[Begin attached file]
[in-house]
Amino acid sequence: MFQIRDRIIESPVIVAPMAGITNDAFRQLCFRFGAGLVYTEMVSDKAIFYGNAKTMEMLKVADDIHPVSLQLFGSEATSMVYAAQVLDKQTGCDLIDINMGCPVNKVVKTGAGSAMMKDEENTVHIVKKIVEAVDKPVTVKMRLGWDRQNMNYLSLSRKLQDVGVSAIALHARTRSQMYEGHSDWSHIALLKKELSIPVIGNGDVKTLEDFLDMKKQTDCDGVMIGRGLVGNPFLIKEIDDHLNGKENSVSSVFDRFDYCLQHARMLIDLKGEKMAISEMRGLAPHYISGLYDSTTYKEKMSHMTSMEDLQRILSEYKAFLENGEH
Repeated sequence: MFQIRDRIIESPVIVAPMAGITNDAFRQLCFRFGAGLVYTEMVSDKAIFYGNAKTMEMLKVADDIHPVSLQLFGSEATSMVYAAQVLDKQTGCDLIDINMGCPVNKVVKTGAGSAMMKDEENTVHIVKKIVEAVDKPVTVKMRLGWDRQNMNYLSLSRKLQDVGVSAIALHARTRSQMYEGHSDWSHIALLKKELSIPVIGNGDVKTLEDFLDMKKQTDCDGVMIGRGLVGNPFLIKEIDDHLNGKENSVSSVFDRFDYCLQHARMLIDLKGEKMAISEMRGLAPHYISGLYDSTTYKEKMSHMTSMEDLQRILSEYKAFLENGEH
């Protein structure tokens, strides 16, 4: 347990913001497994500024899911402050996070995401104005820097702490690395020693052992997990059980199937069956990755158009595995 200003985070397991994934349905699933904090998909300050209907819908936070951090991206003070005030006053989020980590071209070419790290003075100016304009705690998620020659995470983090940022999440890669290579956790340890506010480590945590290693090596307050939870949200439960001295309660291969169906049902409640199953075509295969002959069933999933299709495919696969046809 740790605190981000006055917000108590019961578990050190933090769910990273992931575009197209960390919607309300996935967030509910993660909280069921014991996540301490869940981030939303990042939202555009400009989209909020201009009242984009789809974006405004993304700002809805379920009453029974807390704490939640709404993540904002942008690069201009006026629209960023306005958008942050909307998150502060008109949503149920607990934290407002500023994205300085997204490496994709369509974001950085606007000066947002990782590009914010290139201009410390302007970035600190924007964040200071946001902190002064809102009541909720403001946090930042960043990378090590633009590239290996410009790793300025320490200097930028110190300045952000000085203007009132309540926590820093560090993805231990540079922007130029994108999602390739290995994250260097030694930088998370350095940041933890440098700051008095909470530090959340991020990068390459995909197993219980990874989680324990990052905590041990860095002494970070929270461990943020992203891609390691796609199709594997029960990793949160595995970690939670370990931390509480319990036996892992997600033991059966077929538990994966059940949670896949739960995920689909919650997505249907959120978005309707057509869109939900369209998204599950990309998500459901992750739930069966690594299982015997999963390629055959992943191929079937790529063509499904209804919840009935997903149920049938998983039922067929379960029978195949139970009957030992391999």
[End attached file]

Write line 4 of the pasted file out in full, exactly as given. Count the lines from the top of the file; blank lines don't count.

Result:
């Protein structure tokens, strides 16, 4: 347990913001497994500024899911402050996070995401104005820097702490690395020693052992997990059980199937069956990755158009595995 200003985070397991994934349905699933904090998909300050209907819908936070951090991206003070005030006053989020980590071209070419790290003075100016304009705690998620020659995470983090940022999440890669290579956790340890506010480590945590290693090596307050939870949200439960001295309660291969169906049902409640199953075509295969002959069933999933299709495919696969046809 740790605190981000006055917000108590019961578990050190933090769910990273992931575009197209960390919607309300996935967030509910993660909280069921014991996540301490869940981030939303990042939202555009400009989209909020201009009242984009789809974006405004993304700002809805379920009453029974807390704490939640709404993540904002942008690069201009006026629209960023306005958008942050909307998150502060008109949503149920607990934290407002500023994205300085997204490496994709369509974001950085606007000066947002990782590009914010290139201009410390302007970035600190924007964040200071946001902190002064809102009541909720403001946090930042960043990378090590633009590239290996410009790793300025320490200097930028110190300045952000000085203007009132309540926590820093560090993805231990540079922007130029994108999602390739290995994250260097030694930088998370350095940041933890440098700051008095909470530090959340991020990068390459995909197993219980990874989680324990990052905590041990860095002494970070929270461990943020992203891609390691796609199709594997029960990793949160595995970690939670370990931390509480319990036996892992997600033991059966077929538990994966059940949670896949739960995920689909919650997505249907959120978005309707057509869109939900369209998204599950990309998500459901992750739930069966690594299982015997999963390629055959992943191929079937790529063509499904209804919840009935997903149920049938998983039922067929379960029978195949139970009957030992391999």